I’m sorry it still makes me cry with laughter when I remember the bumble bee that harassed you at Holkham Hall and the tantrum you threw at the train station that year when you threw all the bags down on the platform. I’m sorry I can remember all the words to the song you made up on the way to Norfolk that year. I apologise now that I am reminding you of all these things again now.
My brother was a pretty cute baby, all chubby and cross eyed. Dribbly though, dribbly and sticky. He was also a gobshite.
From the day he spoke his first word he has literally never stopped talking. He is an authority on everything and is unfortunately one of the cleverest people I know, making him all the more irritating.
We went to see Thomas the Tank Engine once at a railway station, we got to meet the Fat Controller and then Peter had an argument with Thomas. Peter and the disembodied voice of the full size tank engine shouted at each other on the station.
We shared everything really, including birthdays, he was always very sticky at my birthday parties. Why was he always so sticky? If he had been a sister would he have been as sticky? We shared toys, he had some really good toys, like Brio and Scalectrix.
At Christmas my Grandparents would stay (later, my Grandma on her own) and we would share my bedroom. We would always wake up at 0400 and my baby brother made the ideal candidate to wander into my parents bedroom repeatedly until mum allowed us to open our stockings. He would then be sent in repeatedly to persuade her that we could wake my Grandma and go downstairs to see what Father Christmas had left us. One year we got a Playstation and Abe’s Odyssey and that started a long tradition of us playing games together. We once completed Silent Hill 3 in less than 45 minutes. During the daytime obviously – neither of us were crazy enough to play that after dark.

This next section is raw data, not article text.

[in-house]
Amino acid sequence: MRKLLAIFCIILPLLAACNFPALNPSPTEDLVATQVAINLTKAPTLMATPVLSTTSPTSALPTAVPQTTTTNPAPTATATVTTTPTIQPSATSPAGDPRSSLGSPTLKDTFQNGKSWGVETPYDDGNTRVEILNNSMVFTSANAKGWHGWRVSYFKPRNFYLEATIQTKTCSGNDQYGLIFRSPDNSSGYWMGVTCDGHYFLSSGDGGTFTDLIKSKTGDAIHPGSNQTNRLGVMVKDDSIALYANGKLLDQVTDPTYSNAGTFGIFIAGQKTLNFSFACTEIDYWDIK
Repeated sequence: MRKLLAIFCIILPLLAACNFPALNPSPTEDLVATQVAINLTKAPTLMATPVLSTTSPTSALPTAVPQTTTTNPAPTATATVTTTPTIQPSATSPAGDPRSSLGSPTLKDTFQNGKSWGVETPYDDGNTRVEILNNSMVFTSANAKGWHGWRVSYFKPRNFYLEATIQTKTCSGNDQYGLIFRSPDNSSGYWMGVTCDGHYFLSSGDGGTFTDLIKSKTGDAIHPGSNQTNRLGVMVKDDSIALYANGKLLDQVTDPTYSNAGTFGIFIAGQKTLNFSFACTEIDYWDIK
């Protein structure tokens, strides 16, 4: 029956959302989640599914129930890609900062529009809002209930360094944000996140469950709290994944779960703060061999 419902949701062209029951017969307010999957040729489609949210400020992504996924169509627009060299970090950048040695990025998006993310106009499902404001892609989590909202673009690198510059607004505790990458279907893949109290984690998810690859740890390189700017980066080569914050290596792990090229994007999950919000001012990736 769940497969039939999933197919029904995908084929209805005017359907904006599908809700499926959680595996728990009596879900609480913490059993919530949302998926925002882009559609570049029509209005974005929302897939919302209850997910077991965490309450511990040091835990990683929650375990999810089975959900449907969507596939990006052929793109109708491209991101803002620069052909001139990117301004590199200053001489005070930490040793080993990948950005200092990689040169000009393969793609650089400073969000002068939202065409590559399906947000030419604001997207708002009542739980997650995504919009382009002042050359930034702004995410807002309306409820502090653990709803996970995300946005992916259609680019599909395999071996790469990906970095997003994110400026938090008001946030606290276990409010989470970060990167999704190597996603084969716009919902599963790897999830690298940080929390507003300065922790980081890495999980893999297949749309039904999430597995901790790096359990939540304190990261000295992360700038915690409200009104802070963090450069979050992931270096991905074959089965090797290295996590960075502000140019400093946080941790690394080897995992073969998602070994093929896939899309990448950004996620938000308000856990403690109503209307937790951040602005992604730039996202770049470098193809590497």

As we got older, we fought a lot. I have to admit that there were times he would lose his temper and it would be terrifying. Sometimes we hated each other, that special kind of hatred reserved for siblings.
When he became old enough to understand, he realised I needed protecting. My brother has always protected me, he looks after me when we are alone together. Keeping me together when I’m anxious, not telling mum about my tattoos. He is still always the first person to see them. In turn I have protected him. I did his GCSE coursework for him and protected him from terrible grades. I’d forge his handwriting and write his thank you notes. I would defend him to the last when people were mean to him. Once I threatened one or two of his school chums with a violent and sudden end if they didn’t stop being horrible. Let’s be frank, I can call him anything I like but if you even so much as whisper something shitty about him, I will find you and I will end you.
We have had our ups and downs. We get along better now than we ever have. I suspect that has a lot to do with us not living together.
Having a little brother is hard. Boys are smelly, gross and lazy. Even though he is still gross, as brothers go he is pretty good one.
We have had our differences and our fights, but I think we do pretty well. I love my brother. He can be a real plonker. But I know he has my back even if he does only remember my birthday because it’s on the same day as his.
So here’s to you little brother, I am so proud of you even when you are being a dickhead. You are my favourite little brother in the whole wide world. Love you.